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Does the Evidence Favor State Competition in Corporate Law?

Author

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  • Lucian Bebchuk
  • Alma Cohen
  • Allen Ferrell

Abstract

In the ongoing debate on state competition over corporate charters, supporters of state competition have long claimed that the empirical evidence clearly supports their view. This paper suggests that the body of empirical evidence on which supporters of state competition have relied does not warrant this claim. The paper first demonstrates that reported findings of a positive correlation between incorporation in Delaware and increased shareholder wealth are not robust and, furthermore, do not establish causation. The paper then shows that, even if Delaware incorporation were found to cause an increase in shareholder value, this finding would not imply that state competition is working well; benefits to incorporating in the dominant state would likely exist in a race-toward-the bottom' equilibrium in which state competition provided undesirable incentives. Third, the analysis shows that empirical claims that state competition rewards moderation in the provision of antitakeover protections are not well grounded. Finally, we endorse a new approach to the empirical study of the subject that is based on analyzing the determinants of companies' choices of state of incorporation. Recent work based on this approach indicates that, contrary to the beliefs of state competition supporters, states that amass antitakeover statutes are more successful in the incorporation market.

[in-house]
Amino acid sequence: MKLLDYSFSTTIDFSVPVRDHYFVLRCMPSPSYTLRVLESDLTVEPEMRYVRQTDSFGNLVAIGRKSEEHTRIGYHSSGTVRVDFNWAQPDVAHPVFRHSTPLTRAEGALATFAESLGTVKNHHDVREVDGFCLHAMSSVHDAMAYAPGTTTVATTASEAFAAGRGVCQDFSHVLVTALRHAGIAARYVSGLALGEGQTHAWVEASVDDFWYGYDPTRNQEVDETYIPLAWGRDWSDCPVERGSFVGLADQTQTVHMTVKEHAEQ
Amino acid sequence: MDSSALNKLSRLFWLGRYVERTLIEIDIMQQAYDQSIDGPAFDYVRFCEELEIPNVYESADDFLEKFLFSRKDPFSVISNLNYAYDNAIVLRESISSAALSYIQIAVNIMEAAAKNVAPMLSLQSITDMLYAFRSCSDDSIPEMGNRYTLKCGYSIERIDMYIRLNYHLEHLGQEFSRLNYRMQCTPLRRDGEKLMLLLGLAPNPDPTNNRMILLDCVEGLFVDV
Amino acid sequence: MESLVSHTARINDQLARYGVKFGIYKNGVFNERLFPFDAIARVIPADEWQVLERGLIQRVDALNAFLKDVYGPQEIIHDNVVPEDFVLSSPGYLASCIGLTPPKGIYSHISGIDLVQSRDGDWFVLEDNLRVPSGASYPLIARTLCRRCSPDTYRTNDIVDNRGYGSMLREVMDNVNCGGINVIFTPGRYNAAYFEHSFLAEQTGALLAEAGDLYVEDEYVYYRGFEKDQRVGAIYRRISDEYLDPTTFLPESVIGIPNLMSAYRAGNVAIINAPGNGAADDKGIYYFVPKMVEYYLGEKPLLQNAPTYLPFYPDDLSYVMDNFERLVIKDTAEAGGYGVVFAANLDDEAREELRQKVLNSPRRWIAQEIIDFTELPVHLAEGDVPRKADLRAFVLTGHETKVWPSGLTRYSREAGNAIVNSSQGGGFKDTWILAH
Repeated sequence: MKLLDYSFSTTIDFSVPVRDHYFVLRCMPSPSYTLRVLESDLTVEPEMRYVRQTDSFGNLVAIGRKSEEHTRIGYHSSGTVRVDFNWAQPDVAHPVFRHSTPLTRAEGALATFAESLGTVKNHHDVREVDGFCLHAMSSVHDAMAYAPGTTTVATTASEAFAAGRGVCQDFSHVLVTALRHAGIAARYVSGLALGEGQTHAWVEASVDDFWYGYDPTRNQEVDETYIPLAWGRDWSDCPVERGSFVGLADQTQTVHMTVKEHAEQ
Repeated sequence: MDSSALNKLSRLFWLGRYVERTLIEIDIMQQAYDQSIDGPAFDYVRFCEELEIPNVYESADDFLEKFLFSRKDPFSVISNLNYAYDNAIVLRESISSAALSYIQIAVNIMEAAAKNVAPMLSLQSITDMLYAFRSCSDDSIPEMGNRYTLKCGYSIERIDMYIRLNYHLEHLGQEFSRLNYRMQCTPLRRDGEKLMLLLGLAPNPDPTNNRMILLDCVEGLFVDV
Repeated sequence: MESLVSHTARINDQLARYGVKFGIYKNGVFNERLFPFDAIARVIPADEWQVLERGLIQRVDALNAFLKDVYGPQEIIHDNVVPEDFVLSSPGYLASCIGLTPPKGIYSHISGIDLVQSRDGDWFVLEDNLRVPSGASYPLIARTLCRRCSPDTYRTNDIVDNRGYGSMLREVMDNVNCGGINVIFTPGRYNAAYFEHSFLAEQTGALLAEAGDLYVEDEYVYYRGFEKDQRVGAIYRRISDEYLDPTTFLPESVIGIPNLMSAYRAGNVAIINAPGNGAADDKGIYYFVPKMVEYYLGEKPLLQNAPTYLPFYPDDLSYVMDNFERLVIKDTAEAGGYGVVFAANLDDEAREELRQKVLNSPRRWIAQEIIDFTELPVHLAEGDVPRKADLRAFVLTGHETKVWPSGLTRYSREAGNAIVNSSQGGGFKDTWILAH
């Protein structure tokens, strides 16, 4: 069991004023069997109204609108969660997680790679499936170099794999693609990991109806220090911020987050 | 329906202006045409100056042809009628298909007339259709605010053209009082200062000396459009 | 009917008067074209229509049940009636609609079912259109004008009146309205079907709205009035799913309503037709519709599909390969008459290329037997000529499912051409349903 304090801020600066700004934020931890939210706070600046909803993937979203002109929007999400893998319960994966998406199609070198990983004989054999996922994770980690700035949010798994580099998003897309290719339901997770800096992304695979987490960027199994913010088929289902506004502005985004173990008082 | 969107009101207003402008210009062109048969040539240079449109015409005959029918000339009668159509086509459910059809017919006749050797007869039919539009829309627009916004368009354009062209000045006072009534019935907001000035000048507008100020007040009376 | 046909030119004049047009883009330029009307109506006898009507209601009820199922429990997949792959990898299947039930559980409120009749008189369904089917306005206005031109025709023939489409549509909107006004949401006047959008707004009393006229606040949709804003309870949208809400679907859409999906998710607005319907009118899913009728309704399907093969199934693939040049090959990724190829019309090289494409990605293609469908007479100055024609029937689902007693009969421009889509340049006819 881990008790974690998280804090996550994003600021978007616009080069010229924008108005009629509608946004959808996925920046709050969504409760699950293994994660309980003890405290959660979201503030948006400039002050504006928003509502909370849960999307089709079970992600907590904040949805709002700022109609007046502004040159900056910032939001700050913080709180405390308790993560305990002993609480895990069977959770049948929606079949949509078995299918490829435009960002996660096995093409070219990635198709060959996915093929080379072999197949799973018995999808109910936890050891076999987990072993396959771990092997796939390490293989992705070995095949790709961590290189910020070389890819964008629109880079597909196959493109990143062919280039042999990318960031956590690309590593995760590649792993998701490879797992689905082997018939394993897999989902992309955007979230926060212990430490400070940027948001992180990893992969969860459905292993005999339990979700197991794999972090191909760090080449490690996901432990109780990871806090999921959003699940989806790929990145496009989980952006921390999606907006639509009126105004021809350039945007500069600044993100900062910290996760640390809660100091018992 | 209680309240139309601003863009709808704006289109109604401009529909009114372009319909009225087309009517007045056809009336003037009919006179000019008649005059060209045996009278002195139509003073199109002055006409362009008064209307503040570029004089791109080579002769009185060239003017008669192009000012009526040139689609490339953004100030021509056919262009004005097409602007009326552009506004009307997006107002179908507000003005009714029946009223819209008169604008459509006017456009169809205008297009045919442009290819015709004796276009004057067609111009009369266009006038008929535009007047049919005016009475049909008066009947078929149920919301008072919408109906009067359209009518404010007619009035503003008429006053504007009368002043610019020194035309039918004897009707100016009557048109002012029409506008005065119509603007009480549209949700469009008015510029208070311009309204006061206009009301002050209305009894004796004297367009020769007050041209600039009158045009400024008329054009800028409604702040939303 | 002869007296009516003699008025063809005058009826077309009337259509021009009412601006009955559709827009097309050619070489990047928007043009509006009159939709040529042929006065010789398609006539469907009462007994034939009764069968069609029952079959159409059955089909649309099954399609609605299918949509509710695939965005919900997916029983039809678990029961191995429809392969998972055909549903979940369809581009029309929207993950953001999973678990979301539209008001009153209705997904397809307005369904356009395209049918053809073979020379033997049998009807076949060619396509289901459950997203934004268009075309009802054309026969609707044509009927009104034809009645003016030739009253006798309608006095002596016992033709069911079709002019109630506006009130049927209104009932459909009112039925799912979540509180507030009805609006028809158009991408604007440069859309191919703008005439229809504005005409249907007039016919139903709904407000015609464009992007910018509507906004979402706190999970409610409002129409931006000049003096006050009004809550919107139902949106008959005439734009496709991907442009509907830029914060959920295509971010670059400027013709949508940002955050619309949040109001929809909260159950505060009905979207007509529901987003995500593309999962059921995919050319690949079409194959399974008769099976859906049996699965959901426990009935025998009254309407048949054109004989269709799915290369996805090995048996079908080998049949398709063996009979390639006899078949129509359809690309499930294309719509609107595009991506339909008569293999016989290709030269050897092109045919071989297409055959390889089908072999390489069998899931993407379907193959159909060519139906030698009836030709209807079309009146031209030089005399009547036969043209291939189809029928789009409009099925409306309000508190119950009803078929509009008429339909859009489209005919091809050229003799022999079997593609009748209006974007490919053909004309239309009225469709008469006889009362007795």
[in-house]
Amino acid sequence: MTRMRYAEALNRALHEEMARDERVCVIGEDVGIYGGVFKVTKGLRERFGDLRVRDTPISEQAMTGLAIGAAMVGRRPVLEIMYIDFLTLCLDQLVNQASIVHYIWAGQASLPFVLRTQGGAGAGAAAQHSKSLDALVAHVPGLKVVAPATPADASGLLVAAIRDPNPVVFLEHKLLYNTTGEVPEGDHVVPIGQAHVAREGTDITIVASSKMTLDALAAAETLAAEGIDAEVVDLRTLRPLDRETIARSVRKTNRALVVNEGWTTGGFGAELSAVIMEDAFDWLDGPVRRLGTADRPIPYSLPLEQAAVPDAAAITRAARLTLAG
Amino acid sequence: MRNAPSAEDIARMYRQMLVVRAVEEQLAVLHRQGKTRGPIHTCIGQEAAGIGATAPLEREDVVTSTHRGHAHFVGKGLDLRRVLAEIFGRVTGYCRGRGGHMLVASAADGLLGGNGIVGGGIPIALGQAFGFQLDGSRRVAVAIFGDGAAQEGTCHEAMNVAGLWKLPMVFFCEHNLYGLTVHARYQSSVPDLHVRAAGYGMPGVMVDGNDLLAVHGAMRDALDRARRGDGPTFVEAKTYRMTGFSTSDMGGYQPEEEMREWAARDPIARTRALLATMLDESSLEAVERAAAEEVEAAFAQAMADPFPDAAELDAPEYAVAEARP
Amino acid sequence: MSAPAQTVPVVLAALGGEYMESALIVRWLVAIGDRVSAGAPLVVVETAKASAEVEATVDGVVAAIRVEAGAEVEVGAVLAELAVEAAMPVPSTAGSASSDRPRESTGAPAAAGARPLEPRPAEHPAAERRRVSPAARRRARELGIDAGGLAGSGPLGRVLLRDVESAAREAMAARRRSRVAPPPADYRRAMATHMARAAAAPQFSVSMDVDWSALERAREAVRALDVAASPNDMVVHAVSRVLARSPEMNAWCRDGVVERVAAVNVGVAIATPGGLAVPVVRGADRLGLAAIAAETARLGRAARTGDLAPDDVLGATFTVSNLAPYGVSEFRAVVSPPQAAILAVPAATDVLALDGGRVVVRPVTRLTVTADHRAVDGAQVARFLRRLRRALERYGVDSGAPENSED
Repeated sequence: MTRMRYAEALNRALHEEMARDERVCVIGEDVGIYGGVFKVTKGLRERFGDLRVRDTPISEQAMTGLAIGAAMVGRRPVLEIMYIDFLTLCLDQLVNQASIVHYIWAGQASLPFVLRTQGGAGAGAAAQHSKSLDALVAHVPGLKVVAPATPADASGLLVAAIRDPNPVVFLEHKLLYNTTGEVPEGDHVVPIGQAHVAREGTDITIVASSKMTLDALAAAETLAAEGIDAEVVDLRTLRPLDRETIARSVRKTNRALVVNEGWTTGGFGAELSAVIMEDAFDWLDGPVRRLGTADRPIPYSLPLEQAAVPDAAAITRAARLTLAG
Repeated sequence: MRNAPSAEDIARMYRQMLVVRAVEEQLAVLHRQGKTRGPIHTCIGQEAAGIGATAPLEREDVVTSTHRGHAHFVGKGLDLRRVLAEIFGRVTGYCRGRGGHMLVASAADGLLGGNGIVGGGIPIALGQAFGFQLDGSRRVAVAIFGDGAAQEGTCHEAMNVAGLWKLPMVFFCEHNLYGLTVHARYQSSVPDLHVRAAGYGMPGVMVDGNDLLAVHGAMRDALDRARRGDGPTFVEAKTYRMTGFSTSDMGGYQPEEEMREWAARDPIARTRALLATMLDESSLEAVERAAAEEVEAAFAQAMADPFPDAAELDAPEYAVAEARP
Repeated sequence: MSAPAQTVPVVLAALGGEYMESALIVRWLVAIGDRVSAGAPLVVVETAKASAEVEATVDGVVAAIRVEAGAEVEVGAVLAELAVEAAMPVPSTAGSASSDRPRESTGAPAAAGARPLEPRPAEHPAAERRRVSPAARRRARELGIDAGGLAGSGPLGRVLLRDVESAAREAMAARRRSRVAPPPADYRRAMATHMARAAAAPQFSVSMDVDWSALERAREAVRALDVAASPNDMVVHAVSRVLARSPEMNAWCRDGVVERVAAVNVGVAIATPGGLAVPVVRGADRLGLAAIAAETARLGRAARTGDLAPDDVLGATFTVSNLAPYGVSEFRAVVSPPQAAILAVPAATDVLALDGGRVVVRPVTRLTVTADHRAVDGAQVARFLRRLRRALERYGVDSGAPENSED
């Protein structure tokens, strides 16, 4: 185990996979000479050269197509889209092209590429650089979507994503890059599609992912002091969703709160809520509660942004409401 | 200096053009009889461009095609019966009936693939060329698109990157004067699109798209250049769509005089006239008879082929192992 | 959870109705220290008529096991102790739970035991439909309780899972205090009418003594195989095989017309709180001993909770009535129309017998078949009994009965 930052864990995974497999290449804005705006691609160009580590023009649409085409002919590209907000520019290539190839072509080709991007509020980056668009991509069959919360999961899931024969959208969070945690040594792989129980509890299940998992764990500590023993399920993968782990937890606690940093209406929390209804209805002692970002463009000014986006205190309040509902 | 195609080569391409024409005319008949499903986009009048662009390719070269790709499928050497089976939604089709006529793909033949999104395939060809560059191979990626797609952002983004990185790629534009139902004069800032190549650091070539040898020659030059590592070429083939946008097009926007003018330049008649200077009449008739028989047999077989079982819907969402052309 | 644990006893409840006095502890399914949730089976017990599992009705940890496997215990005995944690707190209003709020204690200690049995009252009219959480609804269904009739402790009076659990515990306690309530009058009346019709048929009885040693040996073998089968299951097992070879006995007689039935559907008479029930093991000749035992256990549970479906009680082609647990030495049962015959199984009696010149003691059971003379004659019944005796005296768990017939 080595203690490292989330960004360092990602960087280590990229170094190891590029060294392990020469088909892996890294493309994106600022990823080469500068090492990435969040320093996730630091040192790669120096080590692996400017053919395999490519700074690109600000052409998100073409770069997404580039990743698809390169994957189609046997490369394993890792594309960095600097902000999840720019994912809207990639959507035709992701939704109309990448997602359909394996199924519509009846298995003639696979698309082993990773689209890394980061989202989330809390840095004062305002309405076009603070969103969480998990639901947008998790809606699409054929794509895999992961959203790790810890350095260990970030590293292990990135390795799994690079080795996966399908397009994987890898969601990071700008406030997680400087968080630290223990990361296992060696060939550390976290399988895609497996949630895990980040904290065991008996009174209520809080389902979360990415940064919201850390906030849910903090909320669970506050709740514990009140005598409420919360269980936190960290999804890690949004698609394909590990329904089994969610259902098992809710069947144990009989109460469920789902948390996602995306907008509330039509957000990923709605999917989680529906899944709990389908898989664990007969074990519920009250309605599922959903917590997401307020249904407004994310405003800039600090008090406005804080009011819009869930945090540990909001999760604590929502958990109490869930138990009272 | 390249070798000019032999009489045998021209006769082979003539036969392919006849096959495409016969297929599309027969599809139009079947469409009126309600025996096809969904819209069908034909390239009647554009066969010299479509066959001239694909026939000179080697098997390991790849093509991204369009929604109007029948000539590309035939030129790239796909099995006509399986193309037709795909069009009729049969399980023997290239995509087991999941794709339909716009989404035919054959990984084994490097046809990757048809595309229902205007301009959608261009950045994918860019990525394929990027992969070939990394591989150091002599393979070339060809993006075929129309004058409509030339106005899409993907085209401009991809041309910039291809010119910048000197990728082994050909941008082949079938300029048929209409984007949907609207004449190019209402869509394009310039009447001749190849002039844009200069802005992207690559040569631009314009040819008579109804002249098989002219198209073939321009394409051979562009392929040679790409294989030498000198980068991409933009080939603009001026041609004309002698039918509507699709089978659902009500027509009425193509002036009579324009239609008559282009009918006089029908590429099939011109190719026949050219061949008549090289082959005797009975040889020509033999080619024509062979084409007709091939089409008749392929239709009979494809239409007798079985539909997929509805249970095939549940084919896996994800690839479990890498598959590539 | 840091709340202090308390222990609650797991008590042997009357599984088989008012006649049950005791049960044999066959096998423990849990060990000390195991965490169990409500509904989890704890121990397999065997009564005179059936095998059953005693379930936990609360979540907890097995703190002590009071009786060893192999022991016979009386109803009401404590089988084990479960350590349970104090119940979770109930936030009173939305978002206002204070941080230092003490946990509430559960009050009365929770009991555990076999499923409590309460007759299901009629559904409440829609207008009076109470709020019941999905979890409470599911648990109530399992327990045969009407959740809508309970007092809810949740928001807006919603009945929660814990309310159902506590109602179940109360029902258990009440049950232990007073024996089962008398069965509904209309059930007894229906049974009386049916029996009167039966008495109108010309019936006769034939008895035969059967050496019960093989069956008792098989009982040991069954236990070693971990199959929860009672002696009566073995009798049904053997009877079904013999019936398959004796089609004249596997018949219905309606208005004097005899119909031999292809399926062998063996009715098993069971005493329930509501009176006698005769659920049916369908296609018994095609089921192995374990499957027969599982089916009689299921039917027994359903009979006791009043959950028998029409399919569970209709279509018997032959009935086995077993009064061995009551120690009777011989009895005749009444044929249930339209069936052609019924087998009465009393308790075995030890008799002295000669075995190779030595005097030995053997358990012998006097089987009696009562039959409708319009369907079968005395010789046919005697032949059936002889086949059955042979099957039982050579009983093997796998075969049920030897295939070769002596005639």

Suggested Citation

  • Lucian Bebchuk & Alma Cohen & Allen Ferrell, 2002. "Does the Evidence Favor State Competition in Corporate Law?," NBER Working Papers 9380, National Bureau of Economic Research, Inc.
  • Handle: RePEc:nbr:nberwo:9380
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    Cited by:

    1. Jens Dammann & Matthias Schündeln, 2012. "Where Are Limited Liability Companies Formed? An Empirical Analysis," Journal of Law and Economics, University of Chicago Press, vol. 55(4), pages 741-791.
    2. Fernando Gómez Pomar & Isabel Sáez Lacave, 2006. "Competition, Inefficiencies, and Dominance in Corporate Law. Comment," Journal of Institutional and Theoretical Economics (JITE), Mohr Siebeck, Tübingen, vol. 162(1), pages 161-167, March.
    3. Drahozal, Christopher R., 2004. "Regulatory competition and the location of international arbitration proceedings," International Review of Law and Economics, Elsevier, vol. 24(3), pages 371-384, September.
    4. Goergen, Marc & Renneboog, Luc, 2008. "Contractual corporate governance," Journal of Corporate Finance, Elsevier, vol. 14(3), pages 166-182, June.
    5. Sattar A. Mansi & William F. Maxwell & John K. Wald, 2009. "Creditor Protection Laws and the Cost of Debt," Journal of Law and Economics, University of Chicago Press, vol. 52(4), pages 701-717, November.
    6. Daniel P. Kessler & Daniel L. Rubinfeld, 2004. "Empirical Study of the Civil Justice System," NBER Working Papers 10825, National Bureau of Economic Research, Inc.